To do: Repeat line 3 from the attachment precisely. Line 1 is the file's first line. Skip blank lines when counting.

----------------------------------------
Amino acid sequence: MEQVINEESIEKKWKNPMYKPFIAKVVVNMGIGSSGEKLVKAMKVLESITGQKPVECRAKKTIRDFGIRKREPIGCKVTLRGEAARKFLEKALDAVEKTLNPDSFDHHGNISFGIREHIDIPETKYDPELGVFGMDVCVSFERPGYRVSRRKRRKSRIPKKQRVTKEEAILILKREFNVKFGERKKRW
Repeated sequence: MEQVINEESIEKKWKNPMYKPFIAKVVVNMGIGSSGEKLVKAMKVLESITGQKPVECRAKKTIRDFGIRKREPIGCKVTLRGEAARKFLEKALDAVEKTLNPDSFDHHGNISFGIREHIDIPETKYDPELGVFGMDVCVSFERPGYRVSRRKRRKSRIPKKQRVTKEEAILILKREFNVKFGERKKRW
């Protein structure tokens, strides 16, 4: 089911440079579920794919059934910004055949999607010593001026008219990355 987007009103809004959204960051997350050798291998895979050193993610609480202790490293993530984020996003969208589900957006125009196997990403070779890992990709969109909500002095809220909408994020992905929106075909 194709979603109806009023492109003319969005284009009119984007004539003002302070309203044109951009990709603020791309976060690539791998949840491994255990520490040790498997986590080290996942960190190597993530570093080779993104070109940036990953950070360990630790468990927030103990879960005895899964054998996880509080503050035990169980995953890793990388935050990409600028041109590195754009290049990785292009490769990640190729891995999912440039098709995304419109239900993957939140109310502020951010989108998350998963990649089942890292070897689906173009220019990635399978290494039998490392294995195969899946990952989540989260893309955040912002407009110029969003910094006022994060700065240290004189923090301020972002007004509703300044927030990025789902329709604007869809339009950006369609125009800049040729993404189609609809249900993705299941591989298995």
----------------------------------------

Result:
């Protein structure tokens, strides 16, 4: 089911440079579920794919059934910004055949999607010593001026008219990355 987007009103809004959204960051997350050798291998895979050193993610609480202790490293993530984020996003969208589900957006125009196997990403070779890992990709969109909500002095809220909408994020992905929106075909 194709979603109806009023492109003319969005284009009119984007004539003002302070309203044109951009990709603020791309976060690539791998949840491994255990520490040790498997986590080290996942960190190597993530570093080779993104070109940036990953950070360990630790468990927030103990879960005895899964054998996880509080503050035990169980995953890793990388935050990409600028041109590195754009290049990785292009490769990640190729891995999912440039098709995304419109239900993957939140109310502020951010989108998350998963990649089942890292070897689906173009220019990635399978290494039998490392294995195969899946990952989540989260893309955040912002407009110029969003910094006022994060700065240290004189923090301020972002007004509703300044927030990025789902329709604007869809339009950006369609125009800049040729993404189609609809249900993705299941591989298995």